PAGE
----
In this paper we shall deal with the customs in Lund, the so-called Consuetudines canonice.
In the philosophical part of the project we chose not to use Abelardís work Dialogue of the Philosopher with a Jew and a Christian, which explains his views on different religions. Since we decided to use the Letters of Direction in order to get an overview about Abelardís view on Christianity, there appeared to be little need for the aforementioned book.
This paper was part of the fantastic SESSION IV: Abbots between Ideals and Institutions, 10th–12th Centuries. This paper focused on the writing about abbots during the tumultuous period of Stephen’s reign.
He was born a peasant. Yet, through intelligence, political skill and uncommon good luck he came to be one of the most influential people in the Europe of his time…Pope Sylvester II.
The paper examines the role of canon law in two monastic works, the Speculum monachorum (SM) (1272×74) of Bernard Ayglier (d.1282), abbot of Montecassino, and the Speculum religiosorum (SR) (c.1322) of William of Pagula, a canonist and secular priest (d.1332)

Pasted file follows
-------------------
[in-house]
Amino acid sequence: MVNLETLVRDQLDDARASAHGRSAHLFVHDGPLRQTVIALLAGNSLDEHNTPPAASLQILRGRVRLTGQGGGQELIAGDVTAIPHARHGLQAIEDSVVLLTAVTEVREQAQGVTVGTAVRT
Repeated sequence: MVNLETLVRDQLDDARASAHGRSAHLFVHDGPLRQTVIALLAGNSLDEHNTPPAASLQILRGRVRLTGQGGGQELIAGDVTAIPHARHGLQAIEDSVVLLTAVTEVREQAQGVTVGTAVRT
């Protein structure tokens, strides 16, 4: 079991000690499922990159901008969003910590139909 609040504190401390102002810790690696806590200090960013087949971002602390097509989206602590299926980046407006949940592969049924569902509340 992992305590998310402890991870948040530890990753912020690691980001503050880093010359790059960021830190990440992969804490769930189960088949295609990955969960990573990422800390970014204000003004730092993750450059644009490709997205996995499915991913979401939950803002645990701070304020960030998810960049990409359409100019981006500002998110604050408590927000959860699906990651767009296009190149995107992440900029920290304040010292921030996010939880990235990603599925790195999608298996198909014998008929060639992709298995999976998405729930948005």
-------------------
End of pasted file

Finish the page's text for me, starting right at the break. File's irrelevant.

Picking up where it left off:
This paper holds that Heloise had opportunity and one can demonstrate that other women, both secular and religious, while being located within the twelfth century of France, also had similar, if not more opportunities in education, business, and other domains that were typically thought of as impossible for women of this era.
To understand this apparent incongruity, it is, I argue, necessary to interrogate more carefully the continuation of monastic literary culture and its gradual diffusion beyond the walls of the cloister.
This thesis looks at the ways in which Benedictine monks contributed to the fashioning of images of Jews in sources related to the Marian cult in the post-Conquest period, 1066-1154.
How much was a medieval monastery reminiscent of a modern prison? Or insane asylum?
The monks who wrote the legend of Eugenia and those of the other transvestite women/monks were explicitly including a female in an all male monastic milieu. Women, as a rule, were not allowed in male monastic enclosures; the Rule at Cluny strictly forbade any women to enter the grounds.